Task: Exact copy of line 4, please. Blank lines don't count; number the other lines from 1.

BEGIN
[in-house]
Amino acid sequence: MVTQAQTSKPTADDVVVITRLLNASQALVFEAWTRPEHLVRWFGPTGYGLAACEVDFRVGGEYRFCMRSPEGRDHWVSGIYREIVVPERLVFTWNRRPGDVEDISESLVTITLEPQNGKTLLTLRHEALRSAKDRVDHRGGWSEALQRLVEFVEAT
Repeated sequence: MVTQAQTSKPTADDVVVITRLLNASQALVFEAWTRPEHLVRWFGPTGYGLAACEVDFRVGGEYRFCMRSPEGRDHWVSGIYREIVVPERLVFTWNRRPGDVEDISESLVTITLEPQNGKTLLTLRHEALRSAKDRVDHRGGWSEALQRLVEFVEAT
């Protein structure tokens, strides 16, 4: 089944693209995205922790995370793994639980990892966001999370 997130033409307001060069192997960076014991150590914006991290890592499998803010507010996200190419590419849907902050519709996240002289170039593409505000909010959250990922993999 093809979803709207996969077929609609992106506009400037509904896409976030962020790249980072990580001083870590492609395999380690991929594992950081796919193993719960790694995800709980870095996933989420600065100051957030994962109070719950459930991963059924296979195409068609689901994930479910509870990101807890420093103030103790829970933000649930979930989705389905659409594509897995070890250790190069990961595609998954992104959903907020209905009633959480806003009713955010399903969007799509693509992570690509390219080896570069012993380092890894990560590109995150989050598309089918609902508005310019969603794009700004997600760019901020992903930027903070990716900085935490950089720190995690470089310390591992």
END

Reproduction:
């Protein structure tokens, strides 16, 4: 089944693209995205922790995370793994639980990892966001999370 997130033409307001060069192997960076014991150590914006991290890592499998803010507010996200190419590419849907902050519709996240002289170039593409505000909010959250990922993999 093809979803709207996969077929609609992106506009400037509904896409976030962020790249980072990580001083870590492609395999380690991929594992950081796919193993719960790694995800709980870095996933989420600065100051957030994962109070719950459930991963059924296979195409068609689901994930479910509870990101807890420093103030103790829970933000649930979930989705389905659409594509897995070890250790190069990961595609998954992104959903907020209905009633959480806003009713955010399903969007799509693509992570690509390219080896570069012993380092890894990560590109995150989050598309089918609902508005310019969603794009700004997600760019901020992903930027903070990716900085935490950089720190995690470089310390591992």